Boris Johnson faces humiliating defeat as Tory rebels threaten to vote against no-deal Brexit

Prime Minister Boris Johnson speaking outside his official residence in London's Downing Street.
Prime Minister Boris Johnson is bracing for a rebellion over a no-deal Brexit in the House of Commons (PA Images)

Boris Johnson is heading for a defeat in the House of Commons as up to 20 Tory MPs look set to vote in favour of preventing a no-deal Brexit.

This evening’s vote could allow a cross-party group of MPs, including a swathe of Tory rebels, to hijack the Commons agenda and legislate to block no deal.

Mr Johnson’s last-ditch attempt to win over Conservative plotters failed earlier today after he couldn’t convince them he had made sufficient progress towards achieving a new deal with the EU.

High-profile rebels include former Chancellor Philip Hammond and former Tory leadership contender Rory Stewart.

If the Prime Minister loses the vote on no-deal he will then seek an early general election, rather than asking the EU for a delay.

However it is unclear whether he would receive sufficient support from the two thirds of MPs required to approve a vote.

Labour is threatening to vote against an election until no deal is taken off the table.

Clash in the Commons

The coup against Mr Johnson got off to a dramatic start as MP Philip Lee defected from the Conservatives to the Liberal Democrats just before the PM started speaking in Parliament.

The loss of Mr Lee means the Prime Minister no longer has a majority in the House of Commons.

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Mr Johnson weathered a noisy and fractious debate in Parliament.

He was bombarded with criticism from the opposition benches, with hecklers branding his claims of progress in negotiations with the EU a ‘sham’.

The PM begged MPs to give him “the leeway” to secure a new deal and claimed once again he does not want a general election.

He also said his Government would “obey the law” when pressed by opposition MPs, amid concerns he could bulldoze past legislation blocking a no-deal exit.

This came after Michael Gove, who is in charge of no-deal planning, failed to rule out ignoring legislation to rule out no deal - a move that would amount to a constitutional outrage.

Jeremy Corbyn accused the Prime Minister of having ‘no mandate, no morals and as of today no majority’.

The Labour leader said: “Later today this House has a last chance to stop this Government from riding roughshod over constitutional and democratic rights in this country, so that a cabal in Downing Street can crash us out without a deal, without any democratic mandate and against the majority of public opinion.”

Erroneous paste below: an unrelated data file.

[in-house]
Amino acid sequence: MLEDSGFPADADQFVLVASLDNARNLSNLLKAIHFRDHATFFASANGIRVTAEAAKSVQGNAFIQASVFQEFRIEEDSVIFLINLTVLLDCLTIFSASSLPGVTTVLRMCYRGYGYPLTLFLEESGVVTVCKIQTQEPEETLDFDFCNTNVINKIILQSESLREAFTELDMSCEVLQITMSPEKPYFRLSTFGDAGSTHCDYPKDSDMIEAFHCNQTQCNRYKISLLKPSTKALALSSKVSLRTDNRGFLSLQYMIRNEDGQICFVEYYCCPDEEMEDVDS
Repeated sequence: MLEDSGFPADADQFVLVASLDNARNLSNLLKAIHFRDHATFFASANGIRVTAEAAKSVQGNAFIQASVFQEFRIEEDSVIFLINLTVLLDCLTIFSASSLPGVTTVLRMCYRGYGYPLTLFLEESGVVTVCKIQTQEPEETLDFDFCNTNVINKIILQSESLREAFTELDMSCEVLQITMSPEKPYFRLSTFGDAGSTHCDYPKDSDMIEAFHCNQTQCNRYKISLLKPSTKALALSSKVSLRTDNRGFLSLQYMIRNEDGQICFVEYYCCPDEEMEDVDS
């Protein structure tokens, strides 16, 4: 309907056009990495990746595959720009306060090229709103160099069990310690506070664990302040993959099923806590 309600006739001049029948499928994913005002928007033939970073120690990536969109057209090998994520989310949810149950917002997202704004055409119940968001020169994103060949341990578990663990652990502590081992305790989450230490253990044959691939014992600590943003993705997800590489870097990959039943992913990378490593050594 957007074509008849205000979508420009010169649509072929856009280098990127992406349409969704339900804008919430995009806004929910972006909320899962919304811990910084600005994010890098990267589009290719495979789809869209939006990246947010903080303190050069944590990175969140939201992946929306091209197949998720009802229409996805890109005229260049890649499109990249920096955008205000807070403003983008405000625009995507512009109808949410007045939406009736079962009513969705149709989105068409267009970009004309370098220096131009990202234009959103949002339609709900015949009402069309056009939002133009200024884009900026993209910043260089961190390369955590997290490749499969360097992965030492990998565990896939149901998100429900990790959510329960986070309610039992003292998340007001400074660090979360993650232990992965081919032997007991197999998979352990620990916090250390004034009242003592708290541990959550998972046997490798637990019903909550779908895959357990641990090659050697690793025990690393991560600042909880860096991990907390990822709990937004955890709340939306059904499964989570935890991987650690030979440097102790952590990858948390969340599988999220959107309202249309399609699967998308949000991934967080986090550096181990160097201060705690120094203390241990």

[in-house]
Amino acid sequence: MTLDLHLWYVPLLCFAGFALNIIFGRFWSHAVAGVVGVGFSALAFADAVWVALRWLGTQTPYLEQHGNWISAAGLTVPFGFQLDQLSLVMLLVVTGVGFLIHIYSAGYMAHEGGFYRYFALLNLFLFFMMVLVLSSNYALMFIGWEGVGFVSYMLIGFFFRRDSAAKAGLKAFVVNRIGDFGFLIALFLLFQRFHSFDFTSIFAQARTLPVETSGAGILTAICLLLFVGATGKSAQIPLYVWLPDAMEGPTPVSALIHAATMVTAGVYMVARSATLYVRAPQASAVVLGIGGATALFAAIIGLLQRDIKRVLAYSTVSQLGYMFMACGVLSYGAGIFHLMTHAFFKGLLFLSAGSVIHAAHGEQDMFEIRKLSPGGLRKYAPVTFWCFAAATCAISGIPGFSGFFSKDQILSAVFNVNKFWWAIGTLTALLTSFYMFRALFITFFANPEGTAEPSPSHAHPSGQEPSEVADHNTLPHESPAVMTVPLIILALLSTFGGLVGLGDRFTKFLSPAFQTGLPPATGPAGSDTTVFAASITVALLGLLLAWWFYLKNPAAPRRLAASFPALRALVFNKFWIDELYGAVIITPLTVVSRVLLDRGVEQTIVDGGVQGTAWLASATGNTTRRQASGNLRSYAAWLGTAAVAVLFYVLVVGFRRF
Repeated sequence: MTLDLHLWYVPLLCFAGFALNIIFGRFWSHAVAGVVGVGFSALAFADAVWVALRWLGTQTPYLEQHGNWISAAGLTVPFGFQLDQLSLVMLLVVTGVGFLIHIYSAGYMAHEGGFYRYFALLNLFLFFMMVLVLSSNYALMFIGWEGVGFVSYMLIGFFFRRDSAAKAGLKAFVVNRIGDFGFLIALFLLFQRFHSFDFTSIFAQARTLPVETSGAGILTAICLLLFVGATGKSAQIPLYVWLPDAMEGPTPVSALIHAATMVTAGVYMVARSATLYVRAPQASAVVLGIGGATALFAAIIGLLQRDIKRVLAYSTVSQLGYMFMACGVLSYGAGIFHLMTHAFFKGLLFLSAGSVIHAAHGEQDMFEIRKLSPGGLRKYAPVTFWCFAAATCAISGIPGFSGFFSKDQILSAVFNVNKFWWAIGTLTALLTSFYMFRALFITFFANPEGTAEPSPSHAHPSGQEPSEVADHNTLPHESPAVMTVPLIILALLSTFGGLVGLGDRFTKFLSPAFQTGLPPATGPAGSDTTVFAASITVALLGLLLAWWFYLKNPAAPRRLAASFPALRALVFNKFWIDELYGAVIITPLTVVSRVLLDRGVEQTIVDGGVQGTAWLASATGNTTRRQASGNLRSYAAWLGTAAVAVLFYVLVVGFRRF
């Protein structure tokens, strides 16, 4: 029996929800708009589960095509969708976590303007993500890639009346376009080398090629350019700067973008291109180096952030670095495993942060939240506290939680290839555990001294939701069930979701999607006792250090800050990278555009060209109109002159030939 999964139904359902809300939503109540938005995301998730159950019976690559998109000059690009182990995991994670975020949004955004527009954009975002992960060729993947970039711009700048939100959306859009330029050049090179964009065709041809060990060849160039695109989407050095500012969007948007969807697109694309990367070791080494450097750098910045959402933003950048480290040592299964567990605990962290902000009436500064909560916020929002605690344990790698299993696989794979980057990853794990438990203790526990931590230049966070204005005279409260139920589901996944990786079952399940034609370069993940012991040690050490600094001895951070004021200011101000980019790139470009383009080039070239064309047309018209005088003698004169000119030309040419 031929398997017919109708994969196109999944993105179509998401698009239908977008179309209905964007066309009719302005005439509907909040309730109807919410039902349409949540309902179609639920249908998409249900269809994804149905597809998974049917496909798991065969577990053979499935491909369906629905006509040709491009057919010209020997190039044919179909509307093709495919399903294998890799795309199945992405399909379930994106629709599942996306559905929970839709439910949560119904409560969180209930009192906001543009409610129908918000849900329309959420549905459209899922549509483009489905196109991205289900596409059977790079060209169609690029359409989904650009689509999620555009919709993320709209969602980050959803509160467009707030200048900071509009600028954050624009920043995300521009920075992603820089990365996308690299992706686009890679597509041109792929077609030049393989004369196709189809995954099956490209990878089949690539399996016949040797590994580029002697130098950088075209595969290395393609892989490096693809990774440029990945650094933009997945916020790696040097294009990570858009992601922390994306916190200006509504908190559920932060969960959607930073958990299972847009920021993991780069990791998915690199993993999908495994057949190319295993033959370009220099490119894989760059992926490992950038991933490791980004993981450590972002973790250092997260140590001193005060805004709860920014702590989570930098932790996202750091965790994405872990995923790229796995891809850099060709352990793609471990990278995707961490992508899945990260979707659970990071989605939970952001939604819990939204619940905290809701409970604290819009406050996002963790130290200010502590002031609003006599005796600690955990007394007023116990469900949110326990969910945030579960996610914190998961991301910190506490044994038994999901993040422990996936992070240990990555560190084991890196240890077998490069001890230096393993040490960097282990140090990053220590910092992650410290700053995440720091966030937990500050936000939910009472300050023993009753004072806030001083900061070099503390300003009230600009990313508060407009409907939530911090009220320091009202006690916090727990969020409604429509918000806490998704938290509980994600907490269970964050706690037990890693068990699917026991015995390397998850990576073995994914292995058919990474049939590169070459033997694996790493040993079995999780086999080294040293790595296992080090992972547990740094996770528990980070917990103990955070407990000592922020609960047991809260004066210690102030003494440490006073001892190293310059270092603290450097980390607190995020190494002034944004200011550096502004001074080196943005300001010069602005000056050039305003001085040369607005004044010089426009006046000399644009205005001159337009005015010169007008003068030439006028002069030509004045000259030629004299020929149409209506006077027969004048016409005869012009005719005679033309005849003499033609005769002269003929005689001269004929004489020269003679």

Is there going to be an early general election?

Yesterday it emerged the Prime Minister will push for a mid-October general election if MPs succeed in a bid to seize control of parliamentary proceedings and prevent a no-deal Brexit taking place on October 31.

A Downing Street source confirmed the high-stakes plan, saying the Government’s motion on an early general election would be published before MPs vote on Tuesday so MPs would know the consequences of voting against the whip.

This is how an early general election could pan out
This is how an early general election could pan out


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However Mr Johnson can’t call an early general election unless two thirds of MPs vote to approve it.

While opposition parties would normally be expected to support an election, it is far from clear whether Labour MPs would back it under the current circumstances.

Labour leader Jeremy Corbyn told a rally in Salford last night that he would be “delighted” to fight an election, telling supporters that Labour “will win.”

Labour leader Jeremy Corbyn making a keynote speech at The Landing in MediaCityUK in Salford where he is holding a shadow cabinet meeting.
Labour leader Jeremy Corbyn making a keynote speech at The Landing in MediaCityUK in Salford where he is holding a shadow cabinet meeting.

“I will be delighted when the election comes,” Corbyn said. “I’m ready for it, you’re ready for it – we’ll take that message out there and above all we will win.”

However shadow attorney general Shami Chakrabarti rowed back on this stance this morning, saying Labour’s support was conditional.

Ms Chakrabarti said Labour would only back an election if they were given a guarantee the election date would not be changed as a ploy to take the UK out of the EU while MPs are not sitting.

Tony Lloyd, shadow Northern Ireland secretary, took a harder stance, telling Newsnight the party would “absolutely” vote against an election: “We don’t want to fight an election that allows Boris Johnson to crash us out [of the EU].”

Former shadow cabinet member Mary Creagh told the same programme: “I think we are all ready for a general election … we aren’t going to agree to one when there is a threat of a no-deal Brexit hanging over the country.”

A Downing Street spokesman denied the PM could shift the date of an election after MPs approve it.

He said: “In short, the idea that polling day could be moved after the event of Parliament being dissolved is simply wrong. It’s not possible.”